editors have come together to compile a list of what we think is the definitive Top 50 riders and
drivers in motorsport this year.
Over the coming days we will be counting down to our #1, but in the meantime check out who we have placed 40 to 31...
Let us know what you think!
Click to see the riders and drivers we ranked 50 - 41
40 – Sergio Perez
9th in the F1 World Championship
A coming-of-age season for Sergio Perez, he called upon a multi-faceted skillset in 2015 to deliver his best F1 campaign yet in challenging circumstances. Eking the maximum out of the interim VJM08 until the more competitive B-spec arrived, Perez flourished with more accomplished machinery beneath him. Flashes of form became more frequent in the second-half of the year, culminating in headline-grabbing performances in Belgium, Russia and Abu Dhabi, the confidence he lost in that troubled McLaren campaign returning in the relative comfort of a maturing Force India team.
39 – Felix Rosenqvist
1st in the European F3 Championship
Given its junior category status, being considered a 'veteran' in the European F3 Championship isn't seen as a virtue, but at least Felix Rosenqvist put experience to good use in 2015 as he reeled off the title at a canter. Having made his European F3 debut in 2011 (when it was still known as the Euroseries), Prema Powerteam's Rosenqvist was impressive in the first half of the year, then faultless in the second-half, his 13 wins and 24 podiums crushing the opposition. Back-to-back Macau GP wins simply proved to be the cherry on top.
38 – Kyle Busch
1st in NASCAR
With his entire season appearing to be doomed after he missed the first 11 races of the year with a broken leg and foot courtesy of a nasty crash at Daytona in February, a spell of four wins from five races in the summer put Kyle Busch right back in title contention. He won only once more in 2015 but – crucially - it was at the Homestead finale. The success would ensure him of a first Sprint Cup championship at the end of a most remarkable fairy tale comeback.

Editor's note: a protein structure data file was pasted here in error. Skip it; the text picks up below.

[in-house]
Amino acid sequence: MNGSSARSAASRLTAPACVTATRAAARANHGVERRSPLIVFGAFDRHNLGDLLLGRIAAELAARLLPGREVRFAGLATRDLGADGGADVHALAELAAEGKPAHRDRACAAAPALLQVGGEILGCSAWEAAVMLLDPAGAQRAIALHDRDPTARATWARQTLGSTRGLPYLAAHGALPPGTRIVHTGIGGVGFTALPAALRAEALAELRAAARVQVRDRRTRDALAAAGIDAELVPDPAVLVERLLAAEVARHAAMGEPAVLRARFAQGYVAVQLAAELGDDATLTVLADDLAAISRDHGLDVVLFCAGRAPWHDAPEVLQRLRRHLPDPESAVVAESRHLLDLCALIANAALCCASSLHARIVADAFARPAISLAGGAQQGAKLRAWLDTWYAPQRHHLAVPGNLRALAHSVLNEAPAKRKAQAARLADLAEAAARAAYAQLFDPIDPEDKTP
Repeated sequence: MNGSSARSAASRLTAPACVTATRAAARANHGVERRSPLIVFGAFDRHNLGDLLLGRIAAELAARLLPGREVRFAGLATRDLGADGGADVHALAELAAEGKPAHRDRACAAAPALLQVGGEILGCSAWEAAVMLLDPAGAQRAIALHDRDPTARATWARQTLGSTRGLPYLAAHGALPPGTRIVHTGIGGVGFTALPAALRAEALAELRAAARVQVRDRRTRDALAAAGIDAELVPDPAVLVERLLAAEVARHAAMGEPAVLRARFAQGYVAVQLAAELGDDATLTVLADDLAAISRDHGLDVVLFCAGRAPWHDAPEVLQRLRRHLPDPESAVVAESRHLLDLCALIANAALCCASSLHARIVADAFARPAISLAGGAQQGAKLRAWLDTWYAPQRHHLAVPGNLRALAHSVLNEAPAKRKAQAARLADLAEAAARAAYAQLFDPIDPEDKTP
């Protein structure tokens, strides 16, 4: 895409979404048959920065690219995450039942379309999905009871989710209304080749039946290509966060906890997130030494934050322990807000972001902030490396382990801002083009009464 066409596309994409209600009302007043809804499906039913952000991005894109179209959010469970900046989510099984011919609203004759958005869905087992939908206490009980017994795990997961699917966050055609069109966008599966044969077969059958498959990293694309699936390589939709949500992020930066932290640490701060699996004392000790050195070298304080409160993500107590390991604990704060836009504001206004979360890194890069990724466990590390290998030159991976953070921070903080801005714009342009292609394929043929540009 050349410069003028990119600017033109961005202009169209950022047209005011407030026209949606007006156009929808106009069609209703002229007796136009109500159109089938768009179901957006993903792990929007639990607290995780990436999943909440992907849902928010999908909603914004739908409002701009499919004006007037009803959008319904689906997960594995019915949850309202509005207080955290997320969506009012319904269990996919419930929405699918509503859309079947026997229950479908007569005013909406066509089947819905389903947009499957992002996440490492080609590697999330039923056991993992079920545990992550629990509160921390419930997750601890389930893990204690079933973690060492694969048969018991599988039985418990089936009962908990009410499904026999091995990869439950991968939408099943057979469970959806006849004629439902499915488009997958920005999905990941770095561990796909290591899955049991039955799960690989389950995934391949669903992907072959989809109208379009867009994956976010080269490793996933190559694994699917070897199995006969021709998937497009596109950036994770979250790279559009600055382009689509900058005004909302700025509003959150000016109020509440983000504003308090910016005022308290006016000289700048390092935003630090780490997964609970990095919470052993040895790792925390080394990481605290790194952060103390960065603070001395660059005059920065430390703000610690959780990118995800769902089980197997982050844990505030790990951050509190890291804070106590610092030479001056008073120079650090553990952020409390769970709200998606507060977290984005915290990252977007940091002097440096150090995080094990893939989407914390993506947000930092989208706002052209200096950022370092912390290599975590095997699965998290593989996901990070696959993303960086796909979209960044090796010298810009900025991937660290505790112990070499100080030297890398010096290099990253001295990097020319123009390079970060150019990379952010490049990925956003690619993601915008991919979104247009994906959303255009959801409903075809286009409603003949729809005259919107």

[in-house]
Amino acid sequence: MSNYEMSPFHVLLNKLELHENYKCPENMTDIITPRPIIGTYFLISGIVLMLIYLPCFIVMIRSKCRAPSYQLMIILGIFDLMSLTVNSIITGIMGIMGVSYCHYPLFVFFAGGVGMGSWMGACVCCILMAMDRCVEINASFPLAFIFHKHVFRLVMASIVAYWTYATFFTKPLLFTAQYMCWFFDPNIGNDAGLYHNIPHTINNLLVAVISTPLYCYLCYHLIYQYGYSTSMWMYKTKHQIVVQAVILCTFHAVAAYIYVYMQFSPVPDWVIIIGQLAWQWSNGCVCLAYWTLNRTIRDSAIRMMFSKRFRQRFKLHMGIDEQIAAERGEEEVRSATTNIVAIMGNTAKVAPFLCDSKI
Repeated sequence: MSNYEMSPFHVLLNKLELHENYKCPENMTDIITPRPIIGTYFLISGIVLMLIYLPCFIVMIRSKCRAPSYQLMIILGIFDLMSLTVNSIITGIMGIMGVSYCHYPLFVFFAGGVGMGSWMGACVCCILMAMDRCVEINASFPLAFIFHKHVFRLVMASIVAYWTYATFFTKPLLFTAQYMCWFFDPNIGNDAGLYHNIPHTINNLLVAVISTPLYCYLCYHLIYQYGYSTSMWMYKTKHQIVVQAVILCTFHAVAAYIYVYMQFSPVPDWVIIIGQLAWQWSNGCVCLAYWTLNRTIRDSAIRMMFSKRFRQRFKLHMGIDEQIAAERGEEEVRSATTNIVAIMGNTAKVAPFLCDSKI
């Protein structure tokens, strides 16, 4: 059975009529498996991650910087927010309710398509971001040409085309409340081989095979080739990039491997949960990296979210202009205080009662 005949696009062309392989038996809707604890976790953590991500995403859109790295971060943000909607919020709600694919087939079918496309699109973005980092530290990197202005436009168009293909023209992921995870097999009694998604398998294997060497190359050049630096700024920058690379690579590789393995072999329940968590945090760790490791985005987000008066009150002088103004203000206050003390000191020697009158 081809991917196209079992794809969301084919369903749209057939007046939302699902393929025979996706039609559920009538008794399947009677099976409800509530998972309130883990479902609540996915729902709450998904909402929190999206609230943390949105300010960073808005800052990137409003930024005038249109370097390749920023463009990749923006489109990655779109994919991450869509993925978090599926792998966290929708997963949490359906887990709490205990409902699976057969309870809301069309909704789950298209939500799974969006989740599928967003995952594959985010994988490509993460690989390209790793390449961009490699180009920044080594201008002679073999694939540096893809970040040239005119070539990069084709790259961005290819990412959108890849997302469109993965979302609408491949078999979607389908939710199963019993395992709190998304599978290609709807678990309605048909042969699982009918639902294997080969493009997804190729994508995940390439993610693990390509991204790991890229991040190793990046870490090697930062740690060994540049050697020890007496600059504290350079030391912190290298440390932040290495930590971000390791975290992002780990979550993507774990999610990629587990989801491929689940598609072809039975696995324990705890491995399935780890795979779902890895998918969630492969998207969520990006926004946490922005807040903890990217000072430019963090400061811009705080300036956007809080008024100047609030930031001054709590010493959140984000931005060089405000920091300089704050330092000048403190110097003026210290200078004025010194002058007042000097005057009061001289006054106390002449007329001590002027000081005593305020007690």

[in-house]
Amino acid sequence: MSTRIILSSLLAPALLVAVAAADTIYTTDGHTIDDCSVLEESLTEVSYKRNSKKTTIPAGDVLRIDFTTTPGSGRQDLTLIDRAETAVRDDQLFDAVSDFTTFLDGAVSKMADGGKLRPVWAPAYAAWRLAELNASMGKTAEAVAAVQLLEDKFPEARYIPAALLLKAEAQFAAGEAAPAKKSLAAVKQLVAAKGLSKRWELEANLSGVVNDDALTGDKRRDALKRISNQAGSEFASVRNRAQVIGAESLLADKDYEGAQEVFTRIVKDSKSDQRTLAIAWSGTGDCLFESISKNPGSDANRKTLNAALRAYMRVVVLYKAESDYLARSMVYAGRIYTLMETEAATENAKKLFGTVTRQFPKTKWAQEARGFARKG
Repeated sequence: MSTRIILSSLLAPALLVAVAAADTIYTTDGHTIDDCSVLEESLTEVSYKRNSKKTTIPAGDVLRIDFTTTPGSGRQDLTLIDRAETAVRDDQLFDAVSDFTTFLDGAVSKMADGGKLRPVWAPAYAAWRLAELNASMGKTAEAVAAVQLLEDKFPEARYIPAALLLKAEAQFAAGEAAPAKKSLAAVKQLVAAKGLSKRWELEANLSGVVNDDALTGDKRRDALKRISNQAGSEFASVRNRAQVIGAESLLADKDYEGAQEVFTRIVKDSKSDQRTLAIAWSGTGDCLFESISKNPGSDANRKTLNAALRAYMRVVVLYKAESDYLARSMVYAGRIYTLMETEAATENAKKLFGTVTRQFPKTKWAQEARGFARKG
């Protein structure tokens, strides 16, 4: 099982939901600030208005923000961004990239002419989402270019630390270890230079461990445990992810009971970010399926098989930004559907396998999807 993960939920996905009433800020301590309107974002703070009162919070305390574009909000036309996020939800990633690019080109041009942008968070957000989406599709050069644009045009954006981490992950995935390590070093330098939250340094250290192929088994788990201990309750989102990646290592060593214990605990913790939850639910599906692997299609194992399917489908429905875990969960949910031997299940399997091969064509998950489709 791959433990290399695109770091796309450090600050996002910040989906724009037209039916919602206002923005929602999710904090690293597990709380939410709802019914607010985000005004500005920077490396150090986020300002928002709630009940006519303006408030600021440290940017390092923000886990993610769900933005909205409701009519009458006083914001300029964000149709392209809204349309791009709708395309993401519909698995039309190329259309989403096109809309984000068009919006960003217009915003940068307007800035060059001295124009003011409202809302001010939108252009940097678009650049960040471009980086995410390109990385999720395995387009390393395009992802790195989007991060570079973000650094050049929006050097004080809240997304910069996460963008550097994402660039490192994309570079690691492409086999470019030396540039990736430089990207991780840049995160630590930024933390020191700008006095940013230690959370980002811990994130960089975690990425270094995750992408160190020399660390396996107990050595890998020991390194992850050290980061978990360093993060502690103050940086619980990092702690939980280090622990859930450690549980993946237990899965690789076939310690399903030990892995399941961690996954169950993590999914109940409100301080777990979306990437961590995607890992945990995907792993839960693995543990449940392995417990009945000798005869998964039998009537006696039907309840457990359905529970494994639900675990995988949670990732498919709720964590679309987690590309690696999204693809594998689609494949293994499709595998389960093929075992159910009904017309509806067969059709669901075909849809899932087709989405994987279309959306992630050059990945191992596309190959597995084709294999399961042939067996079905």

37 – Daniel Ricciardo
8th in the F1 World Championship
Everyone's favourite underdog in 2014, Daniel Ricciardo shouldered more responsibility in 2015 but he struggled to wring the best from the compromising Renault-powered Red Bull RB11. With the underpowered engine proving a season-long Achilles heel, Ricciardo soldiered on and delivered fine performances where the otherwise sweet-handling car could capitalise, notably Spa, Hungaroring and especially Singapore. An uphill battle all season, Ricciardo's trademark grin may have been turned to a frown more than once in 2015, but his effort-levels never once dipped.
36 – Hayden Paddon
9th in the World Rally Championship
After a few years of sporadic WRC appearances in a variety of machinery, Hayden Paddon was handed a golden opportunity to impress in 2015 when he landed a full-time drive with Hyundai… and he took full advantage. In a championship where experience often trumps speed, Paddon had enough of the latter to belie the former, battling for victory in Rally Italy Sardinia and turning in top five performances in Poland, Australia, France and Wales. By the end of his first season, the Kiwi was just six points shy of a top five finish overall and top Hyundai driver.
35 – Esteban Ocon
1st in the GP3 Series